Jill Stein thinks the Democratic Party as we know it is dead. "Historically, this is kind of what happens—there's a life, and there's a death of political parties," she told me. "And I think their time is over."
It's a pretty bold proclamation for a Green Party presidential candidate who won just over 1.2 million votes, far more than she earned in the 2012 presidential election but well behind Libertarian Gary Johnson. But Stein has remained, stubbornly, in the news more than most third-party (or fourth-party) candidates—two days after I spoke to her, Stein's campaign announced that it'd be raising funds for a recount in Wisconsin, Michigan, and Pennsylvania, the three Rust Belt states that doomed Hillary Clinton's presidential bid, on the advice of security experts who were worried of hacking or manipulation. Soon enough, millions of dollars came pouring in, and since then, Stein has filed for recounts in Wisconsin and Pennsylvania (she's expected to file in Michigan as well).
Stein's recount efforts—which is opposed by many Greens, including her running mate, Ajamu Baraka—have energized those on the left desperate for any loophole that could potentially lead to Donald Trump being denied the presidency. The president-elect, for his part, has ranted on Twitter about the recount and said, against all evidence, that he actually won the popular vote. And though Clinton reportedly doesn't support the recount, her lawyers are on hand in Wisconsin to monitor the effort.
The recount, which few people expect to actually overturn any results, shows where Stein and her party are situated at a unique moment in history—the Democrats have less power at the federal, state, local levels than they have had since 1928, the far-right flank of the Republican Party is triumphant, and there are countless debates among Democrats about how best to reinvigorate their party.
One could argue that there's never been a better time for the Greens to grow, with the Democrats weak and disorganized, with no clear future ahead of them. But interviews with both Stein voters and campaign officials alike show that the question of whether to help the downed Democrats in the days ahead is up for debate.
David Cobb, the 2004 Green Party presidential nominee and Stein campaign head, sounded open to cooperation, in light of the coming Trump administration. "Absolutely, 100 percent yes, we are committed to working with progressives," he told me. "It doesn't matter who they are.... If someone wants to work on sanctuary cities, if they're progressive Democrats, or Libertarians, or principled Republicans, I want to work with them. If there are people who want to work on abolishing the racist criminal justice system we have, I want to work with them."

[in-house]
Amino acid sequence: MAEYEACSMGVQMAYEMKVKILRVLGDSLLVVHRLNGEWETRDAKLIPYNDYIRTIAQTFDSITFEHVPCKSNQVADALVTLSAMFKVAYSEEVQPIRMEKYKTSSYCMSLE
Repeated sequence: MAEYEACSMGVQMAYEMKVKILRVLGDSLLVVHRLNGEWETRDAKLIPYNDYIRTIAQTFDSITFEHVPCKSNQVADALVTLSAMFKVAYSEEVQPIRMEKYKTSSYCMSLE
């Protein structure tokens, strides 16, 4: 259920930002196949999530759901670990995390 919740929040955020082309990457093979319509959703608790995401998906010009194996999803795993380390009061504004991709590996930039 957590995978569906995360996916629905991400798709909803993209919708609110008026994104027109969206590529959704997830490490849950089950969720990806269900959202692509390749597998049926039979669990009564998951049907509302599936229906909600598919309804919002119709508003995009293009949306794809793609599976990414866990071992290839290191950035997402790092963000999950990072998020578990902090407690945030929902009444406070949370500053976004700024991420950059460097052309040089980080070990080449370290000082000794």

Cobb, who coordinates with Green state parties across the country, then outlined several initiatives that his party had planned: The Green News Network, a daily program on Facebook Live; planning for Occupy Inauguration, a huge rally set for January 20 on Washington DC's National Mall, with "teach-ins" the following day; conferences, talks, and possible "movement/campaign schools"; and a mobilization of Green candidates at the municipal level, where policy change in the Trump era seems most likely to succeed.
"The Green Party is a movement party," Cobb told me. "Not a protest party."
This approach reflects what Greens have long been about: a lot of talking at the grassroots among like-minded people, but not much of a path to elected office. To put it in nakedly Trump-ian terms, how can the Green Party start winning? Or is it time to pull a Bernie Sanders jump into the Democratic Party, and push it leftward? At least some voters are thinking about that latter approach.